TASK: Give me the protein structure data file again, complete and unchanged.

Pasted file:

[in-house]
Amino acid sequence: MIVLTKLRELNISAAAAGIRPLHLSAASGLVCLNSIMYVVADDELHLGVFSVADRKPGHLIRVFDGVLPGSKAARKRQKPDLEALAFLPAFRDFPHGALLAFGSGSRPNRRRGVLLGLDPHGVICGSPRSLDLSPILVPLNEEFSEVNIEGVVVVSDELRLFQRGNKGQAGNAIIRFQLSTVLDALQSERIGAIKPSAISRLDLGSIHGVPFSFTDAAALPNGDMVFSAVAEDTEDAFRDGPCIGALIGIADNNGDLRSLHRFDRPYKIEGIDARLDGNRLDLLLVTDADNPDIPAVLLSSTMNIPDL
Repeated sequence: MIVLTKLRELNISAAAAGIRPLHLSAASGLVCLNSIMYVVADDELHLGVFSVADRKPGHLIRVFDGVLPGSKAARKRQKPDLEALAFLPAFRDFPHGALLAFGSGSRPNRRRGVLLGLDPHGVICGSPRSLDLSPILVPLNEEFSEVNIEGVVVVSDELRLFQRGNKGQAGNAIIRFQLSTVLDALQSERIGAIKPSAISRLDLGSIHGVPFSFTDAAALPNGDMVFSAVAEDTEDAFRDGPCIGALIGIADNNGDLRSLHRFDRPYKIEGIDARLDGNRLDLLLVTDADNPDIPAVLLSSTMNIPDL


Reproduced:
[in-house]
Amino acid sequence: MIVLTKLRELNISAAAAGIRPLHLSAASGLVCLNSIMYVVADDELHLGVFSVADRKPGHLIRVFDGVLPGSKAARKRQKPDLEALAFLPAFRDFPHGALLAFGSGSRPNRRRGVLLGLDPHGVICGSPRSLDLSPILVPLNEEFSEVNIEGVVVVSDELRLFQRGNKGQAGNAIIRFQLSTVLDALQSERIGAIKPSAISRLDLGSIHGVPFSFTDAAALPNGDMVFSAVAEDTEDAFRDGPCIGALIGIADNNGDLRSLHRFDRPYKIEGIDARLDGNRLDLLLVTDADNPDIPAVLLSSTMNIPDL
Repeated sequence: MIVLTKLRELNISAAAAGIRPLHLSAASGLVCLNSIMYVVADDELHLGVFSVADRKPGHLIRVFDGVLPGSKAARKRQKPDLEALAFLPAFRDFPHGALLAFGSGSRPNRRRGVLLGLDPHGVICGSPRSLDLSPILVPLNEEFSEVNIEGVVVVSDELRLFQRGNKGQAGNAIIRFQLSTVLDALQSERIGAIKPSAISRLDLGSIHGVPFSFTDAAALPNGDMVFSAVAEDTEDAFRDGPCIGALIGIADNNGDLRSLHRFDRPYKIEGIDARLDGNRLDLLLVTDADNPDIPAVLLSSTMNIPDL